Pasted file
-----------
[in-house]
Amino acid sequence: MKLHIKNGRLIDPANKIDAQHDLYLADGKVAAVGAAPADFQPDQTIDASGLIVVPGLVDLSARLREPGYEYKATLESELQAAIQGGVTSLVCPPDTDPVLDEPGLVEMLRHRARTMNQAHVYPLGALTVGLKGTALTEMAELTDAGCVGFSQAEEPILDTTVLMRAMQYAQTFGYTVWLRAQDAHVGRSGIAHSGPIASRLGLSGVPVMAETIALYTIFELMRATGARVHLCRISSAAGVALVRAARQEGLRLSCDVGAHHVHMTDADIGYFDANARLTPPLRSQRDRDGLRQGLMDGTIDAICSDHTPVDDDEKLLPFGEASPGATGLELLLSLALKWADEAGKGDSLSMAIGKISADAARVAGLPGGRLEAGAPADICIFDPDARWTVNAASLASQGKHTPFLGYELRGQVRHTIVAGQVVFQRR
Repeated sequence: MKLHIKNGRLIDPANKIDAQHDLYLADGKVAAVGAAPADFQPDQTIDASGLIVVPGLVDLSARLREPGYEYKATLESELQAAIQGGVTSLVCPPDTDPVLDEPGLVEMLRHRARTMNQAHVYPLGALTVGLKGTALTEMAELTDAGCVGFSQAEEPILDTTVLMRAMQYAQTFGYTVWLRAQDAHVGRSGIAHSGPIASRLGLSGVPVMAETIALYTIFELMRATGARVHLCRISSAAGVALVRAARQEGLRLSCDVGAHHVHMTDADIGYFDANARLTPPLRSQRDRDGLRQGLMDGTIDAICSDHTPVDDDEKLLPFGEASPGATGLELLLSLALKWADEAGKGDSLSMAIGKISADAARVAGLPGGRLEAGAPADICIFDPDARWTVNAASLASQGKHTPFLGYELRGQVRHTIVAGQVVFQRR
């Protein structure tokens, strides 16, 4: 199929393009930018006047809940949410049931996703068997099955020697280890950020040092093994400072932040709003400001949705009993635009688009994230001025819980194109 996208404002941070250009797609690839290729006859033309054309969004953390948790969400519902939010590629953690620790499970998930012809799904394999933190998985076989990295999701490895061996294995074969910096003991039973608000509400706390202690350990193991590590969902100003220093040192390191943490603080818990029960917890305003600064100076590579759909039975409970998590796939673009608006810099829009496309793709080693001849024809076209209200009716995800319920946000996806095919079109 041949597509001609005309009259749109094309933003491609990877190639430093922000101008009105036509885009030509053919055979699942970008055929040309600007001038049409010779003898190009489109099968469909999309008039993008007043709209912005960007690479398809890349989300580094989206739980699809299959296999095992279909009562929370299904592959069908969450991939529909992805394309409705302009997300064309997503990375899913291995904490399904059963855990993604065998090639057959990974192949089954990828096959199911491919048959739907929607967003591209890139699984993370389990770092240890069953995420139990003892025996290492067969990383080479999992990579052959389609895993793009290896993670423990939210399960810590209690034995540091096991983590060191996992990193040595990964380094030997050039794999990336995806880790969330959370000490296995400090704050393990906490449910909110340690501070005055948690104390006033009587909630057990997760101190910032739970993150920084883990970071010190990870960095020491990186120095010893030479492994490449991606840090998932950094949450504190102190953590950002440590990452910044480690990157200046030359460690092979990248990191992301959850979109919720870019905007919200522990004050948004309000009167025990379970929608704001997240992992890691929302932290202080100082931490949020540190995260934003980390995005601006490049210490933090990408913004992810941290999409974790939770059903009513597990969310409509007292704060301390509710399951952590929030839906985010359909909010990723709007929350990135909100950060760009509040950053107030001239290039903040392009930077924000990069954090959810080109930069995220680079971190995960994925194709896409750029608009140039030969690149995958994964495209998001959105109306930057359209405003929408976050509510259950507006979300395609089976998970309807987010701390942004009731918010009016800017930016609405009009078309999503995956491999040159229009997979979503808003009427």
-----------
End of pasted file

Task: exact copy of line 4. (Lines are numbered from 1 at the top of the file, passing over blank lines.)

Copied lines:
């Protein structure tokens, strides 16, 4: 199929393009930018006047809940949410049931996703068997099955020697280890950020040092093994400072932040709003400001949705009993635009688009994230001025819980194109 996208404002941070250009797609690839290729006859033309054309969004953390948790969400519902939010590629953690620790499970998930012809799904394999933190998985076989990295999701490895061996294995074969910096003991039973608000509400706390202690350990193991590590969902100003220093040192390191943490603080818990029960917890305003600064100076590579759909039975409970998590796939673009608006810099829009496309793709080693001849024809076209209200009716995800319920946000996806095919079109 041949597509001609005309009259749109094309933003491609990877190639430093922000101008009105036509885009030509053919055979699942970008055929040309600007001038049409010779003898190009489109099968469909999309008039993008007043709209912005960007690479398809890349989300580094989206739980699809299959296999095992279909009562929370299904592959069908969450991939529909992805394309409705302009997300064309997503990375899913291995904490399904059963855990993604065998090639057959990974192949089954990828096959199911491919048959739907929607967003591209890139699984993370389990770092240890069953995420139990003892025996290492067969990383080479999992990579052959389609895993793009290896993670423990939210399960810590209690034995540091096991983590060191996992990193040595990964380094030997050039794999990336995806880790969330959370000490296995400090704050393990906490449910909110340690501070005055948690104390006033009587909630057990997760101190910032739970993150920084883990970071010190990870960095020491990186120095010893030479492994490449991606840090998932950094949450504190102190953590950002440590990452910044480690990157200046030359460690092979990248990191992301959850979109919720870019905007919200522990004050948004309000009167025990379970929608704001997240992992890691929302932290202080100082931490949020540190995260934003980390995005601006490049210490933090990408913004992810941290999409974790939770059903009513597990969310409509007292704060301390509710399951952590929030839906985010359909909010990723709007929350990135909100950060760009509040950053107030001239290039903040392009930077924000990069954090959810080109930069995220680079971190995960994925194709896409750029608009140039030969690149995958994964495209998001959105109306930057359209405003929408976050509510259950507006979300395609089976998970309807987010701390942004009731918010009016800017930016609405009009078309999503995956491999040159229009997979979503808003009427």